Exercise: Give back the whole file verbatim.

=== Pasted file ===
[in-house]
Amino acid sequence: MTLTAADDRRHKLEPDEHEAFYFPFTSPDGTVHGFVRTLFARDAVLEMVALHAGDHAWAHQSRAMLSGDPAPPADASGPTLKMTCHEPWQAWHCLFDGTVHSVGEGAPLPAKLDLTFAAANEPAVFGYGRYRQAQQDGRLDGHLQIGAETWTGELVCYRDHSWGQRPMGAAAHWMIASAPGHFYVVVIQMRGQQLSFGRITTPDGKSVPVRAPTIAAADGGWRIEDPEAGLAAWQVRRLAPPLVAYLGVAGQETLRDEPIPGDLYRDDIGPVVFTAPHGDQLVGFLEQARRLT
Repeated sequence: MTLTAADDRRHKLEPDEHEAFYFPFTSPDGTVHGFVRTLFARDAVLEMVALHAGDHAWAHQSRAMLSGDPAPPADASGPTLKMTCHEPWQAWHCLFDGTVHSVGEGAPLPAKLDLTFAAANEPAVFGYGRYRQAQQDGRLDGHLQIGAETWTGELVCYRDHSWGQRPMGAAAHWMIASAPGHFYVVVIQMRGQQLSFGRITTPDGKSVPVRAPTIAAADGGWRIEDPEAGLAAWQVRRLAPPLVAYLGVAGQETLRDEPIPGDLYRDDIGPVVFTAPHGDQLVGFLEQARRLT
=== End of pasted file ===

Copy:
[in-house]
Amino acid sequence: MTLTAADDRRHKLEPDEHEAFYFPFTSPDGTVHGFVRTLFARDAVLEMVALHAGDHAWAHQSRAMLSGDPAPPADASGPTLKMTCHEPWQAWHCLFDGTVHSVGEGAPLPAKLDLTFAAANEPAVFGYGRYRQAQQDGRLDGHLQIGAETWTGELVCYRDHSWGQRPMGAAAHWMIASAPGHFYVVVIQMRGQQLSFGRITTPDGKSVPVRAPTIAAADGGWRIEDPEAGLAAWQVRRLAPPLVAYLGVAGQETLRDEPIPGDLYRDDIGPVVFTAPHGDQLVGFLEQARRLT
Repeated sequence: MTLTAADDRRHKLEPDEHEAFYFPFTSPDGTVHGFVRTLFARDAVLEMVALHAGDHAWAHQSRAMLSGDPAPPADASGPTLKMTCHEPWQAWHCLFDGTVHSVGEGAPLPAKLDLTFAAANEPAVFGYGRYRQAQQDGRLDGHLQIGAETWTGELVCYRDHSWGQRPMGAAAHWMIASAPGHFYVVVIQMRGQQLSFGRITTPDGKSVPVRAPTIAAADGGWRIEDPEAGLAAWQVRRLAPPLVAYLGVAGQETLRDEPIPGDLYRDDIGPVVFTAPHGDQLVGFLEQARRLT